Nivolumab is a PD-1 checkpoint inhibitor that showed a clinically meaningful survival benefit, with an improved safety profile, over that seen with the current standard of care in patients with advanced, previously treated squamous-cell NSCLC.…
—Julie Brahmer, MD, and colleagues
In a phase III trial reported in The New England Journal of Medicine, Julie Brahmer, MD, of the Sidney Kimmel Comprehensive Cancer Center at Johns Hopkins, Baltimore, and colleagues found that treatment with the programmed cell death protein 1 (PD-1) immune checkpoint inhibitor antibody nivolumab (Opdivo) improved overall and progression-free survival compared with docetaxel in patients with advanced previously treated squamous cell non–small cell lung cancer (NSCLC).
In this open-label international trial, 272 patients with stage IIIB or IV squamous cell NSCLC who had disease recurrence after one prior platinum-containing regimen were randomly assigned between October 2012 and December 2013 to receive nivolumab at 3 mg/kg every 2 weeks (n = 135) or docetaxel at 75 mg/m2 every 3 weeks (n = 137) until disease progression or unacceptable toxicity. Randomization was stratified by prior use of paclitaxel and geographic region (United States or Canada vs Europe vs “rest of the world”—ie, Argentina, Australia, Chile, Mexico, and Peru).
The nivolumab and docetaxel groups were generally balanced for all patient characteristics considered. The primary endpoint was overall survival.
Overall and Progression-Free Survival
Minimum follow-up was approximately 11 months. Median overall survival was 9.2 months (95% confidence interval [CI] = 7.3–13.3 months) in the nivolumab group vs 6.0 months (95% CI = 5.1–7.3 months) in the docetaxel group (hazard ratio [HR] = 0.59, P < .001).
At 1 year, overall survival was 42% (95% CI = 34%–50%) vs 24% (95% CI = 17%–31%). Hazard ratios favored nivolumab across all prespecified subgroups, except for the “rest of the world” geographic subgroup and among the 29 patients aged ≥ 75 years. Median progression-free survival was 3.5 months (95% CI = 2.1–4.9 months) vs 2.8 months (95% CI = 2.1–3.5 months; HR = 0.62, P < .001). The rate of progression-free survival at 1 year was 21% vs 6%.
After discontinuation of treatment, systemic therapy was received by 36% of the nivolumab group (24% received docetaxel) and 30% of the docetaxel group.
PD-1 ligand (PD-L1) expression levels were quantifiable in 83% of patients. PD-L1 expression across the prespecified levels of 1%, 5%, and 10% was not associated with overall or progression-free survival, with outcomes being consistently better with nivolumab and improvements with nivolumab being similar in magnitude to those in the overall population across all expression-level subgroups.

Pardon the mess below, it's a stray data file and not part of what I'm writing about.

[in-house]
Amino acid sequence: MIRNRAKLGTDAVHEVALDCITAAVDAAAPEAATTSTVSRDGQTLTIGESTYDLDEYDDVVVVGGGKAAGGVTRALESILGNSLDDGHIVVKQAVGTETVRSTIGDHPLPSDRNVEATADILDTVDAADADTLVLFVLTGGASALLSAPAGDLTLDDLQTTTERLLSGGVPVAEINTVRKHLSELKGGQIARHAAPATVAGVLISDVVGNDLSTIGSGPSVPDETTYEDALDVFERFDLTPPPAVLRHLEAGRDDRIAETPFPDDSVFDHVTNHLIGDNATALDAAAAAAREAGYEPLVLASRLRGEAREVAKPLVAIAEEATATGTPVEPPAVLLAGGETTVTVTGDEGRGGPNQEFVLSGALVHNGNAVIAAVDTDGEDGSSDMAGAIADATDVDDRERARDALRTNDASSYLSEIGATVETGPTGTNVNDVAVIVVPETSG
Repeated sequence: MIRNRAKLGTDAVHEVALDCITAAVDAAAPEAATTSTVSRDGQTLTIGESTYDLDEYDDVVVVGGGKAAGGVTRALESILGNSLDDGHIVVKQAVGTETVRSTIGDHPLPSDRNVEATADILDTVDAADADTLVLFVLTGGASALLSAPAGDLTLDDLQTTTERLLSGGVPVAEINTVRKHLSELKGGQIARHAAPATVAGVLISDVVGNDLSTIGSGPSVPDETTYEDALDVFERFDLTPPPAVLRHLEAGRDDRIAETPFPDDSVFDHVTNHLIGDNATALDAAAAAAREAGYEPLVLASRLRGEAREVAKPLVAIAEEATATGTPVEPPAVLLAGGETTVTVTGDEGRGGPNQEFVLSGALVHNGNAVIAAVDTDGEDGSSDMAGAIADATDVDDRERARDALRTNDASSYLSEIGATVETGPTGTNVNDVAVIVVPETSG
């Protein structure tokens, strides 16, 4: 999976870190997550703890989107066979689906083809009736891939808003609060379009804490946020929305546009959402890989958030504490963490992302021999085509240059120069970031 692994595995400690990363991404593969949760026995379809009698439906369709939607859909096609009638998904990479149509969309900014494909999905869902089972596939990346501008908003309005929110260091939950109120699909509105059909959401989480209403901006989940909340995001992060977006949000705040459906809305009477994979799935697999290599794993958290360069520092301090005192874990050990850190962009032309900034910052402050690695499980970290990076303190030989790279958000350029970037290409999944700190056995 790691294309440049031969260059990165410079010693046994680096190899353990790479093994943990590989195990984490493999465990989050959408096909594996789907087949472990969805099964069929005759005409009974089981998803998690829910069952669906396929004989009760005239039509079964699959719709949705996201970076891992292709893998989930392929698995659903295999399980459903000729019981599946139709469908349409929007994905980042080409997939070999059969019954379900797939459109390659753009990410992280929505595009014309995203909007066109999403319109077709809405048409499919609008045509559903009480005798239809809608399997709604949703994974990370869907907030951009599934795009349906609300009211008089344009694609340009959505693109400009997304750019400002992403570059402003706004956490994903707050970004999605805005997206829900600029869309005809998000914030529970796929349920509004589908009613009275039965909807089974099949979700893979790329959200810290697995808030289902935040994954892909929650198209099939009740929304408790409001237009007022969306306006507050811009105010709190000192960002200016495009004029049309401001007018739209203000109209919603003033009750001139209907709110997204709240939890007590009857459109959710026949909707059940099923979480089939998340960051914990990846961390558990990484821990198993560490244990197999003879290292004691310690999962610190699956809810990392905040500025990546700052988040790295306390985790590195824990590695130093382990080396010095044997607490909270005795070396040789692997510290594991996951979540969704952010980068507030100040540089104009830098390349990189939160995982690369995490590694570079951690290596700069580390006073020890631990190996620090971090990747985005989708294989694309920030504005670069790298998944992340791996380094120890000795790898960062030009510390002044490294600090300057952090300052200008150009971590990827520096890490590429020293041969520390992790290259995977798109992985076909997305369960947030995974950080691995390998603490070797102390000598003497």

Objective response was observed in 20% vs 9% of patients (P = .008). Similar rates of response were observed in nivolumab patients with PD-L1–negative and PD-L1–positive tumors.
Among 28 nivolumab patients who continued to receive nivolumab after disease progression, a nonconventional pattern of benefit was observed in 9, consisting of appearance of a new lesion followed by decrease from baseline ≥ 10% in the sum of target lesions, initial increase from nadir ≥ 20% in sum of target lesions followed by reduction from baseline ≥ 30%, or initial increase from nadir ≥ 20% in the sum of target lesions followed by at least two tumor assessments showing no further progression (defined as 10% additional increase in the sum of target lesions and new lesions).
Treatment-related adverse events of any grade occurred in 58% of the nivolumab group vs 86% of the docetaxel group, including treatment-related grade 3 or 4 events in 7% vs 55%. The most common treatment-related adverse events of any grade in the nivolumab group were fatigue (16%), decreased appetite (11%), and asthenia (10%), and the most common in the docetaxel group were neutropenia (33%), fatigue (33%, grade 3 or 4 in 30%), alopecia (22%), and nausea (23%). Febrile neutropenia occurred in 10% of the docetaxel group. Among adverse events of special interest, one case each of grade 3 tubulointerstitial nephritis, colitis, and pneumonitis were reported in nivolumab patients
Treatment-related serious adverse events occurred in 7% vs 24% of patients, with the greater frequency in the docetaxel group reflecting primarily hematologic toxicity and infection. Treatment-related adverse events led to treatment discontinuation in 3% of the nivolumab group (pneumonitis in 2%) vs 10% of the docetaxel group (peripheral neuropathy in 3% and fatigue in 2%). Two additional patients in the nivolumab group discontinued treatment due to pneumonitis but were not included in the aforementioned rates (“one for whom the relationship was changed from not treatment-related to treatment-related after database lock, and one who discontinued treatment > 30 days after the most recent dose”).
Treatment-related death occurred in no patients in the nivolumab group and in three patients in the docetaxel group. These deaths were attributed to interstitial lung disease, pulmonary hemorrhage, and sepsis.
The investigators concluded: “Nivolumab is a PD-1 checkpoint inhibitor that showed a clinically meaningful survival benefit, with an improved safety profile, over that seen with the current standard of care in patients with advanced, previously treated squamous-cell NSCLC. The benefit was observed regardless of prestudy PD-L1 expression level. Further research is needed to identify relevant biomarkers that have sufficient sensitivity and specificity to predict which patients are most likely to benefit.” ■
Disclosure: The study was funded by Bristol-Myers Squibb. For full disclosures of the study authors, visit www.nejm.org.
1. Brahmer J, Reckamp KL, Baas P, et al: Nivolumab versus docetaxel in advanced squamous-cell non–small-cell lung cancer. N Engl J Med 373:123-135, 2015.